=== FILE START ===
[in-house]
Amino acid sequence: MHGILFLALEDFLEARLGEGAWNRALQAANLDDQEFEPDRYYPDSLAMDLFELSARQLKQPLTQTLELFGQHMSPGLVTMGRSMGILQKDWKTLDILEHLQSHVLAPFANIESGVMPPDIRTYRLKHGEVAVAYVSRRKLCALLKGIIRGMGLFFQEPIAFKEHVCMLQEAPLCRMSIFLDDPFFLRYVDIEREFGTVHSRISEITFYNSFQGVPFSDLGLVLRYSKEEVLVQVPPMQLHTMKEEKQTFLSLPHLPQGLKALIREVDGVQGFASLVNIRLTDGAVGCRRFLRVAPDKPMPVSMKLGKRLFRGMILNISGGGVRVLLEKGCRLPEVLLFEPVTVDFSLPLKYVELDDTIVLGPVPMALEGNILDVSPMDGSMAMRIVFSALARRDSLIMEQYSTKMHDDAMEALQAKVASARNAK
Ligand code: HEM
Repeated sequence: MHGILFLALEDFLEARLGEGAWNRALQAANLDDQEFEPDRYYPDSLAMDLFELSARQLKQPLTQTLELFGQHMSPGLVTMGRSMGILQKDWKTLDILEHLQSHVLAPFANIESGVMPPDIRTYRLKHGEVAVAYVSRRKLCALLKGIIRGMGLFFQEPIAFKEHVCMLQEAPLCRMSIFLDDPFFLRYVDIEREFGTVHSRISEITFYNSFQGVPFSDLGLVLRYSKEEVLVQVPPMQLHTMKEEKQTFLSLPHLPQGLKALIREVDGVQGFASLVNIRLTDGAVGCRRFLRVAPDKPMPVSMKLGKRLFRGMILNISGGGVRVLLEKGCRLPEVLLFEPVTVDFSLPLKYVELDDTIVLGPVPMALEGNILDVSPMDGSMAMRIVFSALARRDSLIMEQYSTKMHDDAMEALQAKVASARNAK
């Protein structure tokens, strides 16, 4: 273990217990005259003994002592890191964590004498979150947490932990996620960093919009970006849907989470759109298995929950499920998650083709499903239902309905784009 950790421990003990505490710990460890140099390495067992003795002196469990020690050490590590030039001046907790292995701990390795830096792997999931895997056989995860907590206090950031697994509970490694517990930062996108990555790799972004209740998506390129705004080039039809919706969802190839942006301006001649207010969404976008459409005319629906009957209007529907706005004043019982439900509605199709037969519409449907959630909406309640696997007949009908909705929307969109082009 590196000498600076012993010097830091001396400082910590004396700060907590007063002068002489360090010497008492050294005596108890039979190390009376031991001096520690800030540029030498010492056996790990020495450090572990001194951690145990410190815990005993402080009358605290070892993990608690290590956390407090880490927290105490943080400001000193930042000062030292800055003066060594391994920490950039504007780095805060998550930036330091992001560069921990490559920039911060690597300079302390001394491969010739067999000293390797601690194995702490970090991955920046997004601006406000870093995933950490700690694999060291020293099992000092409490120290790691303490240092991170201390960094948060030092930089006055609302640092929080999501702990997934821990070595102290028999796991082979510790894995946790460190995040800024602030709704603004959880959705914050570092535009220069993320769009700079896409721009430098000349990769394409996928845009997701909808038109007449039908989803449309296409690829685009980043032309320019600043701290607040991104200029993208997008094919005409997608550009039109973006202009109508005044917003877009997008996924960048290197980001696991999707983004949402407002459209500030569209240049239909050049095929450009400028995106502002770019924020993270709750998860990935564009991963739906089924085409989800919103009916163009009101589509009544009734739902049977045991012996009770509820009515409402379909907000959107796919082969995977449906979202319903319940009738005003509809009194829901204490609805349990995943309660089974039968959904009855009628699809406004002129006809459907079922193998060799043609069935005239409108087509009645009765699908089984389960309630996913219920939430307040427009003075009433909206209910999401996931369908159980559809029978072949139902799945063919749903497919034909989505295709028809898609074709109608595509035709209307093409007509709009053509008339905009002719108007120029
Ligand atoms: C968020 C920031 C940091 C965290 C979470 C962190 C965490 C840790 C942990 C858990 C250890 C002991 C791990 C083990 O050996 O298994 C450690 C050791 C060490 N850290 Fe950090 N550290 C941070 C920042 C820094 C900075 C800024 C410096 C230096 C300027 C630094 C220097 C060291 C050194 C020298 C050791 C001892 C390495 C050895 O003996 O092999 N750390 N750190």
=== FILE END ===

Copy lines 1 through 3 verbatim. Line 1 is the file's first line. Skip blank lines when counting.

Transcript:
[in-house]
Amino acid sequence: MHGILFLALEDFLEARLGEGAWNRALQAANLDDQEFEPDRYYPDSLAMDLFELSARQLKQPLTQTLELFGQHMSPGLVTMGRSMGILQKDWKTLDILEHLQSHVLAPFANIESGVMPPDIRTYRLKHGEVAVAYVSRRKLCALLKGIIRGMGLFFQEPIAFKEHVCMLQEAPLCRMSIFLDDPFFLRYVDIEREFGTVHSRISEITFYNSFQGVPFSDLGLVLRYSKEEVLVQVPPMQLHTMKEEKQTFLSLPHLPQGLKALIREVDGVQGFASLVNIRLTDGAVGCRRFLRVAPDKPMPVSMKLGKRLFRGMILNISGGGVRVLLEKGCRLPEVLLFEPVTVDFSLPLKYVELDDTIVLGPVPMALEGNILDVSPMDGSMAMRIVFSALARRDSLIMEQYSTKMHDDAMEALQAKVASARNAK
Ligand code: HEM